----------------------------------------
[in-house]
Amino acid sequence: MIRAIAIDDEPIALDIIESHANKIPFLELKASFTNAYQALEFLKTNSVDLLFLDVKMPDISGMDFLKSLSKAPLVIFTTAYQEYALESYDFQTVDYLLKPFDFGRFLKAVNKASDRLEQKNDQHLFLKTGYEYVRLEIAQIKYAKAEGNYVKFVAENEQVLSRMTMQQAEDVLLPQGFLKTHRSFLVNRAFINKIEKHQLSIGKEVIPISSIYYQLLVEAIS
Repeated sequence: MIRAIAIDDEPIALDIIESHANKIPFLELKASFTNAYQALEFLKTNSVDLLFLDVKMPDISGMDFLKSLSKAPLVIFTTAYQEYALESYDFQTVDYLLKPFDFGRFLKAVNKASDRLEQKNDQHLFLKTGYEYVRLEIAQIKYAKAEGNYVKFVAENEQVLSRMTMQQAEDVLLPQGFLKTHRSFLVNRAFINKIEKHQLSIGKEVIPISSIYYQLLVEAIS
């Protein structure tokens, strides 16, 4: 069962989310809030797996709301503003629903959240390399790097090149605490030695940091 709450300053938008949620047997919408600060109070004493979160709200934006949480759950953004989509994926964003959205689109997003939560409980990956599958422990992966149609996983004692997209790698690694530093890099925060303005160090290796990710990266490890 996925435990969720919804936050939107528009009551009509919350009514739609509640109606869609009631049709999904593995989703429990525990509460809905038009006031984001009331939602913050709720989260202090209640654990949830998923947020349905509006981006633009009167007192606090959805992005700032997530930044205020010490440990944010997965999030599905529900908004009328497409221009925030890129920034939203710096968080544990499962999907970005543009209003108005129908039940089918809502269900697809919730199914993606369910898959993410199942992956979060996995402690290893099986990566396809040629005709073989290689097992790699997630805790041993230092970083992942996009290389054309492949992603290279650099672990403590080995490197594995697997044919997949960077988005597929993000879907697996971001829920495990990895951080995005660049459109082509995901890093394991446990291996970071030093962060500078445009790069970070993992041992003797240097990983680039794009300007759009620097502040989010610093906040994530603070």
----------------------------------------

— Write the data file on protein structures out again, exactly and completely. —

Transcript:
[in-house]
Amino acid sequence: MIRAIAIDDEPIALDIIESHANKIPFLELKASFTNAYQALEFLKTNSVDLLFLDVKMPDISGMDFLKSLSKAPLVIFTTAYQEYALESYDFQTVDYLLKPFDFGRFLKAVNKASDRLEQKNDQHLFLKTGYEYVRLEIAQIKYAKAEGNYVKFVAENEQVLSRMTMQQAEDVLLPQGFLKTHRSFLVNRAFINKIEKHQLSIGKEVIPISSIYYQLLVEAIS
Repeated sequence: MIRAIAIDDEPIALDIIESHANKIPFLELKASFTNAYQALEFLKTNSVDLLFLDVKMPDISGMDFLKSLSKAPLVIFTTAYQEYALESYDFQTVDYLLKPFDFGRFLKAVNKASDRLEQKNDQHLFLKTGYEYVRLEIAQIKYAKAEGNYVKFVAENEQVLSRMTMQQAEDVLLPQGFLKTHRSFLVNRAFINKIEKHQLSIGKEVIPISSIYYQLLVEAIS
């Protein structure tokens, strides 16, 4: 069962989310809030797996709301503003629903959240390399790097090149605490030695940091 709450300053938008949620047997919408600060109070004493979160709200934006949480759950953004989509994926964003959205689109997003939560409980990956599958422990992966149609996983004692997209790698690694530093890099925060303005160090290796990710990266490890 996925435990969720919804936050939107528009009551009509919350009514739609509640109606869609009631049709999904593995989703429990525990509460809905038009006031984001009331939602913050709720989260202090209640654990949830998923947020349905509006981006633009009167007192606090959805992005700032997530930044205020010490440990944010997965999030599905529900908004009328497409221009925030890129920034939203710096968080544990499962999907970005543009209003108005129908039940089918809502269900697809919730199914993606369910898959993410199942992956979060996995402690290893099986990566396809040629005709073989290689097992790699997630805790041993230092970083992942996009290389054309492949992603290279650099672990403590080995490197594995697997044919997949960077988005597929993000879907697996971001829920495990990895951080995005660049459109082509995901890093394991446990291996970071030093962060500078445009790069970070993992041992003797240097990983680039794009300007759009620097502040989010610093906040994530603070």